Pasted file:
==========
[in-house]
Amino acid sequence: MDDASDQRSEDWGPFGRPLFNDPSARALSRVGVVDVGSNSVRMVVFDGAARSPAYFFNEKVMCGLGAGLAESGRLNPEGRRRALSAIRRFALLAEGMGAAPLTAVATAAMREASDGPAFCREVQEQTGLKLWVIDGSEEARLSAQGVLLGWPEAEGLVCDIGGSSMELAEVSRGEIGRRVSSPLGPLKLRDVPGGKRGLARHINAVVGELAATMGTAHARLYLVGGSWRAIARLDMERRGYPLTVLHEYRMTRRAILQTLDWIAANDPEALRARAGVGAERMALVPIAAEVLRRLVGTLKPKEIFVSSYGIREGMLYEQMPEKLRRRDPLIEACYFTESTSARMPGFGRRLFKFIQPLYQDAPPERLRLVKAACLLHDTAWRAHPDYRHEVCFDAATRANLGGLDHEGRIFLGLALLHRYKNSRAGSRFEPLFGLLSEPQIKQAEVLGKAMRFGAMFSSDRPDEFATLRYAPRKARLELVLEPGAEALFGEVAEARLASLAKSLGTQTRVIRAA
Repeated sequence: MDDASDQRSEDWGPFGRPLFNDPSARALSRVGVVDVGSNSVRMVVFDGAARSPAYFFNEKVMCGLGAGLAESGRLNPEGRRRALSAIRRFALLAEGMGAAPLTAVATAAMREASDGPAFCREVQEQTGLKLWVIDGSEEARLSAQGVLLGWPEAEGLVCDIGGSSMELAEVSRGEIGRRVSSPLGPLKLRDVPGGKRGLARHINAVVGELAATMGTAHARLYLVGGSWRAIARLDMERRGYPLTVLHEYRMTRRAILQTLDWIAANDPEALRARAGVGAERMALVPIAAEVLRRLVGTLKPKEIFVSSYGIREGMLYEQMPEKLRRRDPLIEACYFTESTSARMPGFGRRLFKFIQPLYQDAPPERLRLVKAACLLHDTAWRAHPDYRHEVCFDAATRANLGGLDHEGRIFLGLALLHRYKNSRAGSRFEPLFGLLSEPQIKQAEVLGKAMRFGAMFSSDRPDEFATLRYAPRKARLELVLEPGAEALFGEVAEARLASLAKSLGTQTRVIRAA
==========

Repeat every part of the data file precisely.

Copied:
[in-house]
Amino acid sequence: MDDASDQRSEDWGPFGRPLFNDPSARALSRVGVVDVGSNSVRMVVFDGAARSPAYFFNEKVMCGLGAGLAESGRLNPEGRRRALSAIRRFALLAEGMGAAPLTAVATAAMREASDGPAFCREVQEQTGLKLWVIDGSEEARLSAQGVLLGWPEAEGLVCDIGGSSMELAEVSRGEIGRRVSSPLGPLKLRDVPGGKRGLARHINAVVGELAATMGTAHARLYLVGGSWRAIARLDMERRGYPLTVLHEYRMTRRAILQTLDWIAANDPEALRARAGVGAERMALVPIAAEVLRRLVGTLKPKEIFVSSYGIREGMLYEQMPEKLRRRDPLIEACYFTESTSARMPGFGRRLFKFIQPLYQDAPPERLRLVKAACLLHDTAWRAHPDYRHEVCFDAATRANLGGLDHEGRIFLGLALLHRYKNSRAGSRFEPLFGLLSEPQIKQAEVLGKAMRFGAMFSSDRPDEFATLRYAPRKARLELVLEPGAEALFGEVAEARLASLAKSLGTQTRVIRAA
Repeated sequence: MDDASDQRSEDWGPFGRPLFNDPSARALSRVGVVDVGSNSVRMVVFDGAARSPAYFFNEKVMCGLGAGLAESGRLNPEGRRRALSAIRRFALLAEGMGAAPLTAVATAAMREASDGPAFCREVQEQTGLKLWVIDGSEEARLSAQGVLLGWPEAEGLVCDIGGSSMELAEVSRGEIGRRVSSPLGPLKLRDVPGGKRGLARHINAVVGELAATMGTAHARLYLVGGSWRAIARLDMERRGYPLTVLHEYRMTRRAILQTLDWIAANDPEALRARAGVGAERMALVPIAAEVLRRLVGTLKPKEIFVSSYGIREGMLYEQMPEKLRRRDPLIEACYFTESTSARMPGFGRRLFKFIQPLYQDAPPERLRLVKAACLLHDTAWRAHPDYRHEVCFDAATRANLGGLDHEGRIFLGLALLHRYKNSRAGSRFEPLFGLLSEPQIKQAEVLGKAMRFGAMFSSDRPDEFATLRYAPRKARLELVLEPGAEALFGEVAEARLASLAKSLGTQTRVIRAA